At this point, you’ve read your own essay so many times that you aren’t really reading it anymore – you’re just skimming the shapes of words and remembering what they represent. "How will I know when it's finished?" many students ask. "How can I possibly "polish" something I've stared at for so many hours?" Follow this guide for a smooth, stress-free polishing process.
Read it out loud.
Yes, it's that simple. Reading the essay out loud shakes you out of your authorial daze. Why? When you read aloud, you can only deal with one syllable at a time. Skimming isn’t possible. For maximum effectiveness, read slowly, clearly, and loudly, as if you’re speaking in front of an audience.
The point of this process is to shine a spotlight on the cumbersome, unnatural points in your prose. As you read, pay attention to which sentences sound bulky or awkward. Need clues? Take note if you get lost, or lose your breath, or sound monotone, or can’t figure out where to place verbal emphasis in a sentence. These are all signs that something needs fixing.
After you read the essay aloud a few times, you'll know your essay's trouble spots. Now, it's time to polish. Here are two of the most common issues we encounter – and how to fix them.
If your sentences sound overly wordy:
Close the thesaurus and simplify. Eliminate any words that you wouldn’t naturally use and/or that you can’t define on the fly. Why? If you aren't deeply familiar with the connotations of the words you're using, you may be misusing them.
And be sure to nix any “SAT adjectives” you tacked onto the essay as an afterthought. “The painting captivated me” sounds a whole lot better (and more coherent) than “The arresting and stupefying painting captivated me.” Remember: you really don’t need to impress admissions officers with your vocabulary. It’s much more impressive to write a well-structured essay with a clear point and a conversational tone.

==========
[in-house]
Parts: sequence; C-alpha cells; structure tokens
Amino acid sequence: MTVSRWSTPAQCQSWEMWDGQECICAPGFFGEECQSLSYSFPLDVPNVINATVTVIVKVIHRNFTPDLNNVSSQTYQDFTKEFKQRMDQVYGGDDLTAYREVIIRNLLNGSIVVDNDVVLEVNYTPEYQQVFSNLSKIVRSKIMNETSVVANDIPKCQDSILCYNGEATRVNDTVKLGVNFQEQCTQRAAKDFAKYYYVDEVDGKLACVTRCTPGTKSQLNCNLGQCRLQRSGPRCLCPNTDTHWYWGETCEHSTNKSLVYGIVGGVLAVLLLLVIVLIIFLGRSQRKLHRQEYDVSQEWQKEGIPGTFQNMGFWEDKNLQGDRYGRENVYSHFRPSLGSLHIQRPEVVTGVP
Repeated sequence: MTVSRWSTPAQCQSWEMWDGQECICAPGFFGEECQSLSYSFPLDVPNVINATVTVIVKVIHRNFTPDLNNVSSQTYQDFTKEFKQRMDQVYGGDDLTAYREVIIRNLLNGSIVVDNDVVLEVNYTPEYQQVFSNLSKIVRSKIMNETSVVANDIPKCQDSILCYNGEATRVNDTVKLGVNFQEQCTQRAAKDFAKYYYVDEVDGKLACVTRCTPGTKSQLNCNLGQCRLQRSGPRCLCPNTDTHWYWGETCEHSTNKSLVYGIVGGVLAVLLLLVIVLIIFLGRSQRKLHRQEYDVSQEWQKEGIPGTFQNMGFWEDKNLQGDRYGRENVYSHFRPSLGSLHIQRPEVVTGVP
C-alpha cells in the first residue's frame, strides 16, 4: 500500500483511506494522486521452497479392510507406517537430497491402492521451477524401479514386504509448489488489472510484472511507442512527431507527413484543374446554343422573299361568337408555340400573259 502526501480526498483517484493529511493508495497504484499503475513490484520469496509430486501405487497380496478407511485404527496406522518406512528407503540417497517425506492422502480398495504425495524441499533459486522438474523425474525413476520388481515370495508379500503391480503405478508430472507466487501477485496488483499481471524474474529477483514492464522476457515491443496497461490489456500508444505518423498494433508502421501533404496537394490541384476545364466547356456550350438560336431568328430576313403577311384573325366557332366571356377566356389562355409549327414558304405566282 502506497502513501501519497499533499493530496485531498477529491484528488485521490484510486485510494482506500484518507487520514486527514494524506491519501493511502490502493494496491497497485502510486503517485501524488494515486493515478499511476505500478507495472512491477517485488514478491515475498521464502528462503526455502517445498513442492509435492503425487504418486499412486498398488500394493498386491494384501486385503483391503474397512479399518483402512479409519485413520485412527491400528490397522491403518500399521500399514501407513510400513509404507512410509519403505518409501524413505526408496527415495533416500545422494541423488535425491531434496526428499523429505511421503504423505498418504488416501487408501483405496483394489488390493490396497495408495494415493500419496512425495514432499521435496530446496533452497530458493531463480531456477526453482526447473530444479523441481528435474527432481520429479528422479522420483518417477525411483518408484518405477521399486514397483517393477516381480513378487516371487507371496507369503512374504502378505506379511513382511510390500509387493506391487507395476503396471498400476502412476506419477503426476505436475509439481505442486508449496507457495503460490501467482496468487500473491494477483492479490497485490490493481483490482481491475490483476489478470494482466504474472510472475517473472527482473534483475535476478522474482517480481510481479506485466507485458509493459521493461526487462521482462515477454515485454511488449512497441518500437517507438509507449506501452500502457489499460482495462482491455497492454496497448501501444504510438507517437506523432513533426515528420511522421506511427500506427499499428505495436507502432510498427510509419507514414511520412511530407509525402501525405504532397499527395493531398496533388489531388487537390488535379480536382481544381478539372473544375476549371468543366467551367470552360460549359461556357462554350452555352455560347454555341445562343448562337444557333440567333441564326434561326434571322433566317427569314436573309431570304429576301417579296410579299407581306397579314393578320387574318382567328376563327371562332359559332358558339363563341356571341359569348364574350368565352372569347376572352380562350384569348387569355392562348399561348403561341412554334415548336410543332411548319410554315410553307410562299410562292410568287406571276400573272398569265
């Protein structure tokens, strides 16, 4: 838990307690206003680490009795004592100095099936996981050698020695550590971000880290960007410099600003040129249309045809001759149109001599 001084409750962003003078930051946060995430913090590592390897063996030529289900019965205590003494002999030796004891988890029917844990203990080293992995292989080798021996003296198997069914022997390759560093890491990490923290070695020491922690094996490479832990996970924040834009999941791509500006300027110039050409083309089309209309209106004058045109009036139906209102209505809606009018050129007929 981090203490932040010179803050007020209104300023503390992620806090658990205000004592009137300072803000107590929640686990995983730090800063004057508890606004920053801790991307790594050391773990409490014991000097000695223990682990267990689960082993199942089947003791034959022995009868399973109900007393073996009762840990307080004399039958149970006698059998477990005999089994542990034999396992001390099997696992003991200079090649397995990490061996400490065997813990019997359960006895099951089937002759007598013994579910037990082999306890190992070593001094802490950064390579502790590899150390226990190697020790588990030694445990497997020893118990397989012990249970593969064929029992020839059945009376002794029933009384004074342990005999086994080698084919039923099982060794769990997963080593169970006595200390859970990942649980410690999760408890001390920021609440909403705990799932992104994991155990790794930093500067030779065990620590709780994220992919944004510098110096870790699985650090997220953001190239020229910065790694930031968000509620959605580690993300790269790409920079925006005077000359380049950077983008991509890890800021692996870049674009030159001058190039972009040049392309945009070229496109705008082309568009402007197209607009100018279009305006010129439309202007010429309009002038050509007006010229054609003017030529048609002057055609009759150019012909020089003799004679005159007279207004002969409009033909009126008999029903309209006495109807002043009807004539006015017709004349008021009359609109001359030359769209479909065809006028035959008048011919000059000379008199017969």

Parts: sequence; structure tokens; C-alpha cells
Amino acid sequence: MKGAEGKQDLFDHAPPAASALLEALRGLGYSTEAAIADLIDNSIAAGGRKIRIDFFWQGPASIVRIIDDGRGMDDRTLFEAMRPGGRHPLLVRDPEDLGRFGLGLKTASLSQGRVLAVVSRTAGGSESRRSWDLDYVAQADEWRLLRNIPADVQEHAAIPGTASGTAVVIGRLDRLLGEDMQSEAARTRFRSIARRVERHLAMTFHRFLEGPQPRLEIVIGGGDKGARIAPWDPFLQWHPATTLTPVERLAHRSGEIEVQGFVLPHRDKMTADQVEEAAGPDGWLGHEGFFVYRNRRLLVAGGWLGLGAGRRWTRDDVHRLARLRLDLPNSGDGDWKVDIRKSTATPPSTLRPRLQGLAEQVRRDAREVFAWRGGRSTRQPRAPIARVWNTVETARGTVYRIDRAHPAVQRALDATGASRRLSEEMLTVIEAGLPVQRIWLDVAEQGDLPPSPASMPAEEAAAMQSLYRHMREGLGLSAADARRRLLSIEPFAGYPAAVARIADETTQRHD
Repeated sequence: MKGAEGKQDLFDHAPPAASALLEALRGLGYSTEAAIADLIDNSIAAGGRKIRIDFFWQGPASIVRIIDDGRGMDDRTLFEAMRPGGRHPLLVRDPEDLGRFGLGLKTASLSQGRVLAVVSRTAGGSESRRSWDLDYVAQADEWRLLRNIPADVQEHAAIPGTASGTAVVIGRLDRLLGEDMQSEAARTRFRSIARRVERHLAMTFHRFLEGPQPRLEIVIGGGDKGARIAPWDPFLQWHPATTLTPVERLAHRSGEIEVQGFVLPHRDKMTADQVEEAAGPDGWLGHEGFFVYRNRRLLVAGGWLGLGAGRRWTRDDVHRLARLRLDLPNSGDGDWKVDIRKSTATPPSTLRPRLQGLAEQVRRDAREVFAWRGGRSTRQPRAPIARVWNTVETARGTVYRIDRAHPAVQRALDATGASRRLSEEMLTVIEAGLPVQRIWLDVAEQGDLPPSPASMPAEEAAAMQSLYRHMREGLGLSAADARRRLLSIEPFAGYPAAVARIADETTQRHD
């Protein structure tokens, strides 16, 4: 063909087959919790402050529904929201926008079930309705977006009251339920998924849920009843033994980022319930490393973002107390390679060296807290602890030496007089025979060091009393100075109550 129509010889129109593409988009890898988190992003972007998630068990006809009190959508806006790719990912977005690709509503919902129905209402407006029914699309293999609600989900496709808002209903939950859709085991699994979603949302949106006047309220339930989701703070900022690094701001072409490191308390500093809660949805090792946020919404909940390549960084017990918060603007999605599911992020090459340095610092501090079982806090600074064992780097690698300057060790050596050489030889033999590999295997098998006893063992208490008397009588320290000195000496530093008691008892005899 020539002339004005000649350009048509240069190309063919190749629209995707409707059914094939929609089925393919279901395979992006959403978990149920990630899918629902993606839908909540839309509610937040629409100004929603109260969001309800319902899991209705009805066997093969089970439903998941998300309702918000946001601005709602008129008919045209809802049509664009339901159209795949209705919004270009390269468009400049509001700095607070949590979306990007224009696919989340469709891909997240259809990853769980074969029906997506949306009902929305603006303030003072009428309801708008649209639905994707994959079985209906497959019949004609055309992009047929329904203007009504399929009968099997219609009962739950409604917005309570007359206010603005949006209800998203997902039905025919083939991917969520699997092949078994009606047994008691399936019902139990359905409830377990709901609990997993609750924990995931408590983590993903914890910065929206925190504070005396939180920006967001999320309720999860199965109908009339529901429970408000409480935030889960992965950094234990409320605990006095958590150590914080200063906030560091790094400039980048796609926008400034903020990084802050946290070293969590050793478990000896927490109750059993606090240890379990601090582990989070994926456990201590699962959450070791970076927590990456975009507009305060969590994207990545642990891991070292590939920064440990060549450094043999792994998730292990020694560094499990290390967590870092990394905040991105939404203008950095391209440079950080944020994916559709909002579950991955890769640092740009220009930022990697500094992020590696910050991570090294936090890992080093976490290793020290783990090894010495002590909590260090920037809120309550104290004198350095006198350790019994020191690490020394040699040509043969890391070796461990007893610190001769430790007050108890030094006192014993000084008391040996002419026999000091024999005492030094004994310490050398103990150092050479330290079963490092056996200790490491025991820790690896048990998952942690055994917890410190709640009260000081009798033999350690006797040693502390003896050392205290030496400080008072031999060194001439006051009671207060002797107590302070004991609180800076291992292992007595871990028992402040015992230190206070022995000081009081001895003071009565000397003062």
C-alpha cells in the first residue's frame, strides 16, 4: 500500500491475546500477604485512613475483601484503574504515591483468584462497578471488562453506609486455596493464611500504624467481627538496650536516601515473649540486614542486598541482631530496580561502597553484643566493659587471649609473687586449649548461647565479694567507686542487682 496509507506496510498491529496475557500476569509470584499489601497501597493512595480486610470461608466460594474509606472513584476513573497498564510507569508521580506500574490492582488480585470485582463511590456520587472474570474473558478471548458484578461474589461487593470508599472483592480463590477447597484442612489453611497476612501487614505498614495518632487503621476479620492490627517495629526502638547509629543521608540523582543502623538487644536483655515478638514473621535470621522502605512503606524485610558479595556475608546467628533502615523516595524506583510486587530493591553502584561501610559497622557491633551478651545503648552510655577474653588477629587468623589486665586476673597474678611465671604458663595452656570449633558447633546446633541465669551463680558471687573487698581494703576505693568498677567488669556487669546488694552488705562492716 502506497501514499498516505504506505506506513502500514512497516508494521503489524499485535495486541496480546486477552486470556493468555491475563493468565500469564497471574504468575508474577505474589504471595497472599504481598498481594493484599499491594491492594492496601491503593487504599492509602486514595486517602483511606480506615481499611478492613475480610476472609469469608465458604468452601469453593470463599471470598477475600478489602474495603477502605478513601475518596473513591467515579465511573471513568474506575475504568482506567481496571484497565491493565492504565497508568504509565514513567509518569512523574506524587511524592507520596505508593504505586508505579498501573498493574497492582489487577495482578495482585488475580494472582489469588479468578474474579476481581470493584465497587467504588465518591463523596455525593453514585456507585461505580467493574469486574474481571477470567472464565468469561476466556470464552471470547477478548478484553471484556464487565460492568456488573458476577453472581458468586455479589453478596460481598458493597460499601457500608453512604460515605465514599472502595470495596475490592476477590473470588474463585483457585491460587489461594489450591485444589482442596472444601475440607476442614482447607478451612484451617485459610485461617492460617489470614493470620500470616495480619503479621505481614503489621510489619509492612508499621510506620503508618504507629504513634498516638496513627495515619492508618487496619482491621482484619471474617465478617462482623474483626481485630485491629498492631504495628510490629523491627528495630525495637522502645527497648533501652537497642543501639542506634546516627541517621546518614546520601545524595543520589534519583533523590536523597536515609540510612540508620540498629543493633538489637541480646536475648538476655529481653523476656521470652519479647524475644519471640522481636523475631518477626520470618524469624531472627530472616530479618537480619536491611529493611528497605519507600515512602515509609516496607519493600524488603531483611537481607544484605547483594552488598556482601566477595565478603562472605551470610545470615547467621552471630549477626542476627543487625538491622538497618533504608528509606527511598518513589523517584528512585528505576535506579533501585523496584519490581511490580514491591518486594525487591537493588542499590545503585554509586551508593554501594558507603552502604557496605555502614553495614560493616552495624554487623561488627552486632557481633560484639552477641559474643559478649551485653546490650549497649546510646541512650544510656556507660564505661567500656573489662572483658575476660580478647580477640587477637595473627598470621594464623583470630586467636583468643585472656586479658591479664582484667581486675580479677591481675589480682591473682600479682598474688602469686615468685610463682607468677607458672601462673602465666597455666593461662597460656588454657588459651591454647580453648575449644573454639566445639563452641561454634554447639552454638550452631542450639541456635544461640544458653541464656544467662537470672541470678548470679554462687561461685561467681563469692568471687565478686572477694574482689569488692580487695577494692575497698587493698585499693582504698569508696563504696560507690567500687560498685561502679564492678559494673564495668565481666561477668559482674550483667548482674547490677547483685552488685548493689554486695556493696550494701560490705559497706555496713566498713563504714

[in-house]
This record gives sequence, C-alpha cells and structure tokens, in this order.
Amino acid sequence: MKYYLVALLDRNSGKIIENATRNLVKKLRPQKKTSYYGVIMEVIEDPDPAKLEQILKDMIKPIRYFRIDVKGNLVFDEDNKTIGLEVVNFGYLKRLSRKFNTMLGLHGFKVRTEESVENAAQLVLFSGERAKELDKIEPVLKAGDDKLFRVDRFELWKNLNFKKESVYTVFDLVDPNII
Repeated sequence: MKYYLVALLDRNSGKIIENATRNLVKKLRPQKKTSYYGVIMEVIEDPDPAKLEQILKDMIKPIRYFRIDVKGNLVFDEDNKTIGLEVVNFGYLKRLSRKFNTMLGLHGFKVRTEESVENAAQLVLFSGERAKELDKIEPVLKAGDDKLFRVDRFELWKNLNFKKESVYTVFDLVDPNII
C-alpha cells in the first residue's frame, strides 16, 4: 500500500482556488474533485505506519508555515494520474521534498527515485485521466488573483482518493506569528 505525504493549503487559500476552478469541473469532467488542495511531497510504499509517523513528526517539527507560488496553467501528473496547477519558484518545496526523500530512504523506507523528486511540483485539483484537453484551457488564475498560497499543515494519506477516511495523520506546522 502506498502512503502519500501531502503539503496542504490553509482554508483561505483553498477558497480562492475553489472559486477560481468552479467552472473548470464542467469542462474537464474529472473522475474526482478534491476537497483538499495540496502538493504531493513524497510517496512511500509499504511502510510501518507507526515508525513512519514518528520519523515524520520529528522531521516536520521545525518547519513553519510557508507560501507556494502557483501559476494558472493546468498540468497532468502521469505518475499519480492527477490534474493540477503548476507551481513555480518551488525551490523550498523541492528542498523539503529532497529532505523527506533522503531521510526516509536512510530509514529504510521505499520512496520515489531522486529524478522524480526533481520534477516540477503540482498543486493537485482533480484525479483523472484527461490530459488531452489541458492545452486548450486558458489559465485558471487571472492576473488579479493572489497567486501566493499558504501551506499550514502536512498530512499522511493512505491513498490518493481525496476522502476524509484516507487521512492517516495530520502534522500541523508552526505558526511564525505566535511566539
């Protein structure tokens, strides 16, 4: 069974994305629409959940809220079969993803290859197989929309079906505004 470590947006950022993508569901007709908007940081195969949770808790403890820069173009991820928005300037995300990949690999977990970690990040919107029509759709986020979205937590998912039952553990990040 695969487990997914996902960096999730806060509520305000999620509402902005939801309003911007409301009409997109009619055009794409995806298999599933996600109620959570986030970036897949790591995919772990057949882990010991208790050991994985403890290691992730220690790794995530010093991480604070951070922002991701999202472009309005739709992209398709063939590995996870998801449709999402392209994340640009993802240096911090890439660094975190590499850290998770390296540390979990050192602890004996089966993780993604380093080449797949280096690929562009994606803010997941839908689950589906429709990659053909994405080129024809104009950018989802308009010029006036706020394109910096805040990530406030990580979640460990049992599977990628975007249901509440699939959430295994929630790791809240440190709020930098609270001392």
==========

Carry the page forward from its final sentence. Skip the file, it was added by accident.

If your sentences are just too long:
Punctuation gives your readers room to breathe. If you pack too much information into a sentence, your reader may end up missing the most important points. One common example of this issue: lists of related, but totally different, things. Take a look at this excerpt:
“As team captain, I faced countless challenges. It was difficult to boost my team’s morale after a losing season, coordinate travel to the championship game the next year, and convince the principal to raise money to renovate the baseball field."
The writer lists three significant and completely different scenarios, each of which took place at a different period in time. Why squash them all into a single sentence? Give your reader time to consider, visualize, and reflect on each item by giving each one its own sentence:
“As team captain, I faced countless challenges. It was difficult to boost my team’s morale after a losing season. Later, I had to convince the principal to prioritize fundraising for baseball field renovations. When we finally made the championships, I spent weeks meeting with school administrators to coordinate the team’s travel schedule.”
Ahhh. This version is much easier to process thanks to the time markers (“later”, “finally”, “weeks”) and the natural, punctuation-induced pauses.
Not every long sentence has to be split up into 3+ separate sentences. However, if the length and complexity of a sentence is muddling your main point, it's time to start doing some long division. (Ba-dum chhh.)
Polishing your own essay is difficult. As the author, you know exactly what you meant to say, so it's easy to overlook what your essay is actually saying.
That's why reading aloud is such a useful writing life hack. When you read the essay aloud, you're forced to reckon with confusingly structured sentences and awkwardly phrased descriptions. And once you've discovered those trouble spots, you'll be able to polish them in no time.
You've already done the hard, powerful work of putting your aspirations, values, and stories on paper. Those ideas deserve to be understood, so take a deep breath and start editing.
Looking for more in-depth essay advice?
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Do you have a genius strategy for editing essays without totally losing your mind? Email us – we'd love to hear it.